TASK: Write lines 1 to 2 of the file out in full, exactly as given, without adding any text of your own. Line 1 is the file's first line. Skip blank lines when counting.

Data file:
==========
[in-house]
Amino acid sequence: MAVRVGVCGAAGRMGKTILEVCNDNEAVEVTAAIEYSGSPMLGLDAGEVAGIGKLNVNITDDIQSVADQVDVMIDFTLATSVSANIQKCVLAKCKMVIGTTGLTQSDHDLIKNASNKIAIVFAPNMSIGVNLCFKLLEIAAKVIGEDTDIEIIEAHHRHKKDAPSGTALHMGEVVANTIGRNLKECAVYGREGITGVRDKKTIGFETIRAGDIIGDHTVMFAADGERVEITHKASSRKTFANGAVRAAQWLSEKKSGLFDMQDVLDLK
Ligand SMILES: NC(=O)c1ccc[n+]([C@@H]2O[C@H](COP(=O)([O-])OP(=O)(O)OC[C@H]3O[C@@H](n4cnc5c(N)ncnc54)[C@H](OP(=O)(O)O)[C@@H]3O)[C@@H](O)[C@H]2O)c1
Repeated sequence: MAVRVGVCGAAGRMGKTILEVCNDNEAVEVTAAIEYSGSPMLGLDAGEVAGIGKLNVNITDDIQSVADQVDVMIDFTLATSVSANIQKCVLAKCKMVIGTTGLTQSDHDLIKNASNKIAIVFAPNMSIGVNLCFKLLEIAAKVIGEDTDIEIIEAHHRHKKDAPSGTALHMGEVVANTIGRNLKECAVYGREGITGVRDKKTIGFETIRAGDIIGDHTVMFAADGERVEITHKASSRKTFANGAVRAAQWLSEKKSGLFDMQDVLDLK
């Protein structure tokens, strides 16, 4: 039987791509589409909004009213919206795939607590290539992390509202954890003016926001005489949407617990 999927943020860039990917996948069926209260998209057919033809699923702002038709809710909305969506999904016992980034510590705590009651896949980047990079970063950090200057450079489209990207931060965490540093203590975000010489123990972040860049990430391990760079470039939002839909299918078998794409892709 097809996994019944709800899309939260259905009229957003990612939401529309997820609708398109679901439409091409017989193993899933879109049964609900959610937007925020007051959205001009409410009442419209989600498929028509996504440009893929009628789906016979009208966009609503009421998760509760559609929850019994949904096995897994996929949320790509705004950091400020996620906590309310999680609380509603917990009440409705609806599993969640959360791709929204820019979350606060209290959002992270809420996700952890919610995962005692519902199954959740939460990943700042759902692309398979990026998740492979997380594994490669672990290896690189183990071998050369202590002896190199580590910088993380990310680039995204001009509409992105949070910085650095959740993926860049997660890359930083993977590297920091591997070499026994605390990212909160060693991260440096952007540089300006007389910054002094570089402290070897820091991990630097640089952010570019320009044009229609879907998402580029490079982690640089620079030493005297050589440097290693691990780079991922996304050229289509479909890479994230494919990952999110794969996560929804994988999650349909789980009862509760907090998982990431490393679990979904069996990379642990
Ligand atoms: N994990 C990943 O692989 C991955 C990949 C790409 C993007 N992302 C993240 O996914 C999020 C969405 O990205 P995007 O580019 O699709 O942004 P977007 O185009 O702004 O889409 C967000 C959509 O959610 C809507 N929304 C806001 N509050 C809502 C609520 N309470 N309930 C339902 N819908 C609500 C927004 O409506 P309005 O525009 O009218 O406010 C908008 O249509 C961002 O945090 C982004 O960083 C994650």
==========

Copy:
[in-house]
Amino acid sequence: MAVRVGVCGAAGRMGKTILEVCNDNEAVEVTAAIEYSGSPMLGLDAGEVAGIGKLNVNITDDIQSVADQVDVMIDFTLATSVSANIQKCVLAKCKMVIGTTGLTQSDHDLIKNASNKIAIVFAPNMSIGVNLCFKLLEIAAKVIGEDTDIEIIEAHHRHKKDAPSGTALHMGEVVANTIGRNLKECAVYGREGITGVRDKKTIGFETIRAGDIIGDHTVMFAADGERVEITHKASSRKTFANGAVRAAQWLSEKKSGLFDMQDVLDLK